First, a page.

A group of concerned citizens, including one city councilman, wants a commitment from Mayor Tommy Bragg and the Murfreesboro City Council to redevelop historic Maney Avenue.
“It’s one of the oldest streets in town,” Maney Avenue Committee member George Gardner said. “It would be a good tourist attraction.”
A trip down Maney Avenue in downtown Murfreesboro goes from the Discovery Center at Murfree Springs to Oaklands Historic House and Museum, two of the city’s best tourist draws. On this trip, visitors get two strikingly different views of the city ranging from antebellum homes on North Maney to run-down properties on South Maney.
“That whole area needs to be cleaned up, not just Maney Avenue but the adjoining streets,” Gardner said. “But you’ve to start someplace.”
The committee requested the city to invest time and money on infrastructure to help upgrade this section of town, particularly the section between Main and Broad streets.
“This committee wants to get the city to make this come to fruition and with cooperation from property owners this could happen,” said Ron Washington, a committee member and councilman.
The drainage on Maney Avenue is the one issue business owner Cornelia Weatherly wants the city to fix first. Weatherly owns Maney Avenue service station, which has set on the corner of South Maney and Vine Street for 37 years. She said the street flooded four times last year. And when the street floods, water breaches the service station.
“There’s a big drainage problem from Main Street to Broad Street. While the city is doing that why not put in sidewalks and underground utilities,” Gardner asked.
The committee would like for the city to make all the upgrades at the same time, instead of possibly three construction phases, Gardner explained.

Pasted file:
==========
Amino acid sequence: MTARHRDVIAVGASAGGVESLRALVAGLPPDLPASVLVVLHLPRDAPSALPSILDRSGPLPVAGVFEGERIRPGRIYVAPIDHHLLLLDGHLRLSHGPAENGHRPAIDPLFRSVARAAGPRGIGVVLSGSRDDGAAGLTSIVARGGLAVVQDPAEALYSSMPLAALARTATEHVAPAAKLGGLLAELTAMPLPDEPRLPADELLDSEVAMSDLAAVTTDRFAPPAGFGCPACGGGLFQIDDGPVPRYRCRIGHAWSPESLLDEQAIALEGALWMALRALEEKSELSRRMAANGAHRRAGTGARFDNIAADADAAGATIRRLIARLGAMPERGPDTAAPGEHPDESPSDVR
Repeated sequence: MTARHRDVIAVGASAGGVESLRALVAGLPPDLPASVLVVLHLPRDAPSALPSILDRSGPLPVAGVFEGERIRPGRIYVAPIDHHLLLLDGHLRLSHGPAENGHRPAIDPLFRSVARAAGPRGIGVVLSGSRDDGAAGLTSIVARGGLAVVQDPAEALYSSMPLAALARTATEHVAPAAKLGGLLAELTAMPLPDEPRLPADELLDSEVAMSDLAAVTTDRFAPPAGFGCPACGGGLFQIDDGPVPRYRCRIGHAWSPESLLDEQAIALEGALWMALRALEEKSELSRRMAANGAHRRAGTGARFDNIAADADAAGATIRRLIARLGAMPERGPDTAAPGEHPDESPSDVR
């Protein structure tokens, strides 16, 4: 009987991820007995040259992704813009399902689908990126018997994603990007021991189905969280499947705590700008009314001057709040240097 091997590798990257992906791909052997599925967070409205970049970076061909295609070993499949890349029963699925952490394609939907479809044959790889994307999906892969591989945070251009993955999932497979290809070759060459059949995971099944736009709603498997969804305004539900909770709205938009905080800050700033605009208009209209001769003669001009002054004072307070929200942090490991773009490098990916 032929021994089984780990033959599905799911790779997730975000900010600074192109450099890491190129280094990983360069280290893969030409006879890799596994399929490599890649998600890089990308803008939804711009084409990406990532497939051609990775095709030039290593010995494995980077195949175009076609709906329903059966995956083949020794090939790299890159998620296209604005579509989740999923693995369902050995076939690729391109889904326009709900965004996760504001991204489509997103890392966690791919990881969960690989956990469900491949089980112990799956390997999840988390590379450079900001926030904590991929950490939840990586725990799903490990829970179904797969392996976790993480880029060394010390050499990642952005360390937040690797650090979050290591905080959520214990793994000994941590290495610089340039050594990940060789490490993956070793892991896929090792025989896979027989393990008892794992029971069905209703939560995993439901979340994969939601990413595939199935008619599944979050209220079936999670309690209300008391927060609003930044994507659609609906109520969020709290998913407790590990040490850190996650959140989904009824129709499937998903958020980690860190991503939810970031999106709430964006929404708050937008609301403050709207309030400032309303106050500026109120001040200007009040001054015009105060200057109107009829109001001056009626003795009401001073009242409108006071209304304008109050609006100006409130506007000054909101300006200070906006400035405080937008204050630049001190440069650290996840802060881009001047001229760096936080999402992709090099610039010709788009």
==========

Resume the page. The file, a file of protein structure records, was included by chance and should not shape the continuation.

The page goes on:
Washington said the city does plan to fix the drainage problem on the street, but it takes time and resources to develop a strategy to tackle the problem. He hopes construction will start sometime next year.
But it’s about more than fixing drainage and giving the street a face-lift, Washington explained.
“It’s about infrastructure redevelopment between the Discovery Center and Oaklands, which may spur some reinvestment from the community,” Washington said, who along with Weatherly see the contrast between North and South Maney Avenues.
“The old houses need fixing up,” Weatherly said about South Maney Avenue. “Some might be able to afford it, some might not, the city needs to appropriate the money to fix them.” She said residents did a good job of fixing the houses on North Maney, and wants to know why the same can’t be done south of Main Street.
Washington wants the community of South Maney, not just the city, to step up and help reinvent this historic street.
“I’m trying to get support from the ministerial group for the Maney Avenue Redevelopment Coalition,” Washington said. “Ministers provide leadership and they also bring their congregation with them. “Our plan is for them to form an arm and help with the redevelopment,” Washington explained.
He has organized a July 21 workshop at the Patterson Community Center for local pastors to address issues like drug abuse, violence, education and a lack of family values.
Once these issues are addressed, the councilman hopes the pastors can mobilize their congregations and pool resources the help rebuild parts of Murfreesboro’s downtown community, including South Maney Avenue.
“We are trying to hold that area together and trying not to let it slip into what it was five years ago,” Washington said. “(To do this) we need to continue to bring in holistic people who care about the neighborhood.”